Use of Relative Density-based Schedules in Kiln-Drying Big-Leafed Mahogany (Swietenia macrophylla King) Lumber


Aileen A. Jara1*, Emmanuel D. Bello1, Stella Villa A. Castillo1,
Virgilio A. Fernandez1, and Ponciano S. Madamba2
1Department of Forest Products and Paper Science,
College of Forestry and Natural Resources
University of the Philippines Los Baños, College, Laguna
2Agricultural Bio-Process Division, Institute of Agricultural Engineering
College of Engineering and Agro-Industrial Technology,
University of the Philippines Los Baños, College, Laguna

*corresponding author: This email address is being protected from spambots. You need JavaScript enabled to view it.



Kiln-drying experiments were conducted to determine the seasoning characteristics of and drying schedules for small-diameter plantation-grown big-leafed mahogany (Swietenia macrophylla King) based on its relative density. Three schedules of increasing degree of severity – recommended (T7-D3), severe (T8-D4), and accelerated (modified T9-D5) were used. The study showed evidence that small-diameter plantation-grown mahogany is easy to dry as illustrated by its fast drying rate and resulting minimum defects. The mahogany boards could be subjected to temperatures as high as 82.2° C without severe drying defects. The species is further characterized by low radial and tangential shrinkage. The severe (T8-D4) and accelerated (modified T9-D5) drying schedules appeared promising for 23-year old mahogany, resulting in shorter drying times and boards comparable in quality to those kiln-dried using the recommended schedule. However, casehardening and moisture content variation were observed in all the drying runs.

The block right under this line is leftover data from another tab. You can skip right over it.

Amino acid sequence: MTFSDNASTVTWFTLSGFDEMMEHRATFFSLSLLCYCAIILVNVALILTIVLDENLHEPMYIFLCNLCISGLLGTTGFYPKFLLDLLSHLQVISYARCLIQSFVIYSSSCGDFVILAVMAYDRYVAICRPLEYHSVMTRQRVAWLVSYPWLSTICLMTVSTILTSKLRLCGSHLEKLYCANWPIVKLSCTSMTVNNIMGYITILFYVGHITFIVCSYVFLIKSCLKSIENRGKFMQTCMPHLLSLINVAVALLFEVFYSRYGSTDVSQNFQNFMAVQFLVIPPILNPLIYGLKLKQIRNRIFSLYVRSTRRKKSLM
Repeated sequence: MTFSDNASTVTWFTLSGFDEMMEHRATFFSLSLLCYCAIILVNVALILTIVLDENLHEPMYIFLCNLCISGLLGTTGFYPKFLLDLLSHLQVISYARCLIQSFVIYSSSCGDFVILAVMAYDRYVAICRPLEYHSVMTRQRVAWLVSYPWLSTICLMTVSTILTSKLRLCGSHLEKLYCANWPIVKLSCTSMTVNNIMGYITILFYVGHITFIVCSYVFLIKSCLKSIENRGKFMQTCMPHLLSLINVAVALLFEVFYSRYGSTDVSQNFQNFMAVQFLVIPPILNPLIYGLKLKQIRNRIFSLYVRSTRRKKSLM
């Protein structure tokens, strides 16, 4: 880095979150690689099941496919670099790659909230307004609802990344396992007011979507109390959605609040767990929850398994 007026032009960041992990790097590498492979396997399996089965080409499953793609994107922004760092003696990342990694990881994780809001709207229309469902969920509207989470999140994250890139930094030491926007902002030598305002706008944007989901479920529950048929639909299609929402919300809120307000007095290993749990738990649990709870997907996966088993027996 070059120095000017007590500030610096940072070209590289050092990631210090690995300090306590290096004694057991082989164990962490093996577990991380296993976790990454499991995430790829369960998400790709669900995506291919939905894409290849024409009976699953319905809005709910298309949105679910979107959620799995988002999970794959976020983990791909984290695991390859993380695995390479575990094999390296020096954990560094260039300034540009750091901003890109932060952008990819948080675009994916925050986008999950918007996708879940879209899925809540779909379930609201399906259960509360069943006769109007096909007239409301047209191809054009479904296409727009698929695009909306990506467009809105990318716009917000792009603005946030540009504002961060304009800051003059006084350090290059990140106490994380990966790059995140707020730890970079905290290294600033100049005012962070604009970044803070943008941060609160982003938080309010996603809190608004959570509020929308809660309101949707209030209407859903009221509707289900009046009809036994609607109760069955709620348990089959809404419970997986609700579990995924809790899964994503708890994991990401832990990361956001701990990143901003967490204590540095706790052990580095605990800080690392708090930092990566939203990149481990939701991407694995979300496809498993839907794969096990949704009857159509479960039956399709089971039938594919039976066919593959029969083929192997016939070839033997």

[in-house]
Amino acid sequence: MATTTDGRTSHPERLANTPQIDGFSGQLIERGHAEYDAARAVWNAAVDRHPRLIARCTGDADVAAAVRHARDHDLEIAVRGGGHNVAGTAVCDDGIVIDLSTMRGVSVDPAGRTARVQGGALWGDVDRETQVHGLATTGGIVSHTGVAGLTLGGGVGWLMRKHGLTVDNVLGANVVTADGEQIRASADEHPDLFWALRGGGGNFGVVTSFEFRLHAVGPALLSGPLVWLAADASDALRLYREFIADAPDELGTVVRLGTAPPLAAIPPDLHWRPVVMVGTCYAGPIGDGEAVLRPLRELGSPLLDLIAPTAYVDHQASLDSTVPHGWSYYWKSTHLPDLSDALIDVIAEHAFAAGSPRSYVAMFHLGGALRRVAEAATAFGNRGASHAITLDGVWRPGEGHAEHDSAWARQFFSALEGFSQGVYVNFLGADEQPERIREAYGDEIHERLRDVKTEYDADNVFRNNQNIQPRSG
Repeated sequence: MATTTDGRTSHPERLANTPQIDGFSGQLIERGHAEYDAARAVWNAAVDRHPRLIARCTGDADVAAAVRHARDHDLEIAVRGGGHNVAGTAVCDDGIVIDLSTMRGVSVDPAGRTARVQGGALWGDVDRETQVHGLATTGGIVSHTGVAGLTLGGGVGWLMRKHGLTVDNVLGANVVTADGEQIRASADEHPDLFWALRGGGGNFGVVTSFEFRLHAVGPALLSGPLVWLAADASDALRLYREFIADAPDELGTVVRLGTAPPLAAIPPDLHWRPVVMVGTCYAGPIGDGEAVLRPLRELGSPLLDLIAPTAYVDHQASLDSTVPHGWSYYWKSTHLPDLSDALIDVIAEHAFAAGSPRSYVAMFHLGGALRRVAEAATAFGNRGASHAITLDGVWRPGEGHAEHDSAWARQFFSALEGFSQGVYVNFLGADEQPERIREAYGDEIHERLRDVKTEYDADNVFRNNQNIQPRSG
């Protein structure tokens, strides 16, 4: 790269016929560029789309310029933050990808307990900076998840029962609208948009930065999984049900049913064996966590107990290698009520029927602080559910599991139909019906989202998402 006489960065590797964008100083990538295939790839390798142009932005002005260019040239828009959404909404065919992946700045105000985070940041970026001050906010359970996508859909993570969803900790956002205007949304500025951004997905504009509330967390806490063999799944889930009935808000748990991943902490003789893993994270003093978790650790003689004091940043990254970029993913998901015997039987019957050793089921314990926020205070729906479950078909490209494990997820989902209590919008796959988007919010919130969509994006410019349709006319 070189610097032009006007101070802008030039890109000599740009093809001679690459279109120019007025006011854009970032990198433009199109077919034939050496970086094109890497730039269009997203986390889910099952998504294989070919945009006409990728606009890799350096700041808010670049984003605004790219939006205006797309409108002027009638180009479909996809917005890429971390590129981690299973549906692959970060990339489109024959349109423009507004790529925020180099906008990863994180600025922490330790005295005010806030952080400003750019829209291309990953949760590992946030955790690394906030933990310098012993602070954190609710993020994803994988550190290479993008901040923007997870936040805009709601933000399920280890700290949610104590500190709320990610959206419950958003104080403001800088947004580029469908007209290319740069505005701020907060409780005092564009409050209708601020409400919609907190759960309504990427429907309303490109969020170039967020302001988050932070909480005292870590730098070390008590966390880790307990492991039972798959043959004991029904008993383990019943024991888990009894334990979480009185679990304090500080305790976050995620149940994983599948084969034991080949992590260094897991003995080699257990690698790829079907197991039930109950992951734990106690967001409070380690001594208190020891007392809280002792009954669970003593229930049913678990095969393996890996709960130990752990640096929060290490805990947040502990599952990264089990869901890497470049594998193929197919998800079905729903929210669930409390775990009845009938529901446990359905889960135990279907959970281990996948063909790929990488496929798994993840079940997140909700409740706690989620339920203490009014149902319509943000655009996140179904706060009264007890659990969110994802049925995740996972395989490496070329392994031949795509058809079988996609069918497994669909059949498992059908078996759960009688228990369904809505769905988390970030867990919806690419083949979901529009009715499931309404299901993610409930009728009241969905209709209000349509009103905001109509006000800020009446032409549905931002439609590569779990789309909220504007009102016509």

The Philippine wood industry is slowly shifting to non-traditional raw materials due to the shortage of timber supply from traditional sources. This shift involves the establishment of tree plantations using fast-growing species. Because of high productivity, shorter rotation cycle, and multifarious end-uses, plantation species are considered a potential solution to the country’s timber shortage. However, research gaps need to be addressed to maximize these species’ utilization potential. Most of them present special problems as they do not have a history of utilization or may have properties different from traditional species. Most plantation species that have so far been studied were found to have setbacks in wood quality including low durability, low density or strength, and prone to warping and other drying-related defects largely due to the high proportion of juvenile wood (Alonzo et al. 1998). These wood characteristics create challenges in processing technologies such as sawing, seasoning, and machining (Bendtsen 1978).





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